By Anish Majumdar, Career Strategist, Certified Resume Writer and Founder of ResumeOrbit.com. A quick thought exercise: what would you do if you had to design a car from scratch?
There’s 2 ways you can approach this:
The first is to start with a clean sheet of paper and create something entirely new. It would be the expression of a unique vision, and satisfy the needs that you felt were most important. The downside is that there’s zero guarantee that your vision is going to align with the needs of the people who will actually be buying your car.
The second is to study those who are already building successful cars and mirror their strategies. Keep in mind: I’m not advocating ripping them of. Instead, I’m suggesting that we improve upon an existing framework of success. That means that your car should probably have four wheels, it should probably have multiple doors, etc. but shouldn’t sacrifice the tweaks and innovations that make it yours.
This same approach can work wonders for an executive resume. Here are some tips:
1) Find 3-5 job descriptions that are an exact match with what you’re after. Now highlight the keywords and phrases in each position that really resonate with you. Pay close attention to running themes and patterns across these job postings- these are valuable clues that should inform your presentation.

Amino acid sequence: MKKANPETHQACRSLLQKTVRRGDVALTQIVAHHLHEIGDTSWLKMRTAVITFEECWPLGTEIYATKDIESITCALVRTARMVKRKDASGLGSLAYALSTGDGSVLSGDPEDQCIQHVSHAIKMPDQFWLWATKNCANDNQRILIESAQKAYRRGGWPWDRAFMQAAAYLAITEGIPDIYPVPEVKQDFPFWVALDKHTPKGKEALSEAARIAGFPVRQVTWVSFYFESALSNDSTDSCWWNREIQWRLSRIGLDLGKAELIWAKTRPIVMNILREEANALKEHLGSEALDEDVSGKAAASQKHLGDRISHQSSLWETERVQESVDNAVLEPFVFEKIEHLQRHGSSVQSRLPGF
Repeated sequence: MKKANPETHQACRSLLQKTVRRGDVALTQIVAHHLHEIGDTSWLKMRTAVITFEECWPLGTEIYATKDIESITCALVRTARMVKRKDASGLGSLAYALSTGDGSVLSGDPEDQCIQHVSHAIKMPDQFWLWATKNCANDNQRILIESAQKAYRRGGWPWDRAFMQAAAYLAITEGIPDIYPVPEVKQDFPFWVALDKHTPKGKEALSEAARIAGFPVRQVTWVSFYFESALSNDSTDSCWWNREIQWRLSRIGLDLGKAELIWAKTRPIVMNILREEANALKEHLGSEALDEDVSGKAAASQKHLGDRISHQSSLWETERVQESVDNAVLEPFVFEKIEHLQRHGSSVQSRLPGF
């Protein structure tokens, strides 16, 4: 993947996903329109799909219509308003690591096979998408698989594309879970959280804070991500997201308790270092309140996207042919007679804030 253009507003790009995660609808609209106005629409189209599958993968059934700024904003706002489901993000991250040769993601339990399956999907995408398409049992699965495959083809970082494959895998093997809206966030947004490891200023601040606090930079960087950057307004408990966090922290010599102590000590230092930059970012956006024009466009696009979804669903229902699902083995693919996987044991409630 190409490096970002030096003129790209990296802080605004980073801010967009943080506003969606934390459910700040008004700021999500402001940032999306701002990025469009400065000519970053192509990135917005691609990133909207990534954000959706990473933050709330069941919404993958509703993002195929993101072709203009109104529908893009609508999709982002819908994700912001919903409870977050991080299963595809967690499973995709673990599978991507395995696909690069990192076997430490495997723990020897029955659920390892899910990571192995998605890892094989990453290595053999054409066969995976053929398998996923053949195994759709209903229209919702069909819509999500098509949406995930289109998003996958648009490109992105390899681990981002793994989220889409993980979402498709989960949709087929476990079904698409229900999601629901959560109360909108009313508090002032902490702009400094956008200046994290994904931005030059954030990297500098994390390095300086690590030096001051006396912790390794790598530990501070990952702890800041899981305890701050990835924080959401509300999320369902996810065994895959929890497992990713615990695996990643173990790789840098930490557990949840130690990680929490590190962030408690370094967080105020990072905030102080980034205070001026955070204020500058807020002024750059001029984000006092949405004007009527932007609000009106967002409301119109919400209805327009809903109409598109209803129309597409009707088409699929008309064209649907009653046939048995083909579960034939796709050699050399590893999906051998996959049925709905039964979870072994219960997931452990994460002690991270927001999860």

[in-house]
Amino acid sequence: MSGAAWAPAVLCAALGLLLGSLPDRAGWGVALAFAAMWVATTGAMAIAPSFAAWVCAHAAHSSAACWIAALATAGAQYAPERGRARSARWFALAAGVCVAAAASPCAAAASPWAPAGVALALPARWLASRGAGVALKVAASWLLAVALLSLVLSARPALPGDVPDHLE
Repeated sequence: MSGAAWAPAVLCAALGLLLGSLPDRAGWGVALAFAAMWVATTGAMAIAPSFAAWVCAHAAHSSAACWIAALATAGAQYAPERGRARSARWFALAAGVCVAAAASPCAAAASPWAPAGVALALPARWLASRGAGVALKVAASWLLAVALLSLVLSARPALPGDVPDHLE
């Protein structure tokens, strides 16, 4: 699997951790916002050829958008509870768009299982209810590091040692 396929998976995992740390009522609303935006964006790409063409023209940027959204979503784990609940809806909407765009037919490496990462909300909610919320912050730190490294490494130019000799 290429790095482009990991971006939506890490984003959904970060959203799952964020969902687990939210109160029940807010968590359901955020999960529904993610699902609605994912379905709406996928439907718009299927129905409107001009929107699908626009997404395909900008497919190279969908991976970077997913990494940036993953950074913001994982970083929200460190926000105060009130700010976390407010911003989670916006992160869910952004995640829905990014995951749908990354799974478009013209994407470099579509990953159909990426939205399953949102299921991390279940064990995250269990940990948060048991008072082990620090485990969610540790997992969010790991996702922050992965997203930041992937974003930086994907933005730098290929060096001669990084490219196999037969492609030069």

2) Frame out your executive resume using these positions as the basis, and build out a keywords section and insert taglines based closely on what the job descriptions are calling for, as well as those that touch upon your core leadership strengths. In essence, you’re working backwards from an understanding of what employers are asking for, and then highlighting that.
3) Your summary statement should really be no longer than 4-5 lines and mirror the major strengths being requested in your ideal job description. In other words, if the descriptions are calling for a “global leader” with a strong background in enterprise transformation and state-of-the-art technology integration, then THAT is what you need to center your summary statement around (assuming you have these skills, of course). As a senior executive with a lot of skills to offer, your biggest challenge is to avoid turning your resume into a laundry list, and instead create a lean, focused statement that mirrors the requirements of your target role.
And finally, here’s a technique the pros use to take executive mirroring to the next level:
4) Say you’re an executive who wants to work for a progressive company such as Netflix, Square, or Salesforce.com. Now, when you think about it, HR and senior leadership at one of these companies is unlikely to be moved by a staid, visually bland resume landing on their desk. Instead, visit their website to get a sense of their culture and visual palette. How do executives at these companies present themselves? How do they engage with consumers on Twitter and other social media outlets? Let it really sink in, and then mirror their preferred style of communication within a compatible visual layout. This will give your presentation an “It factor” that communicates strong fit, and that’s exactly where you want to be!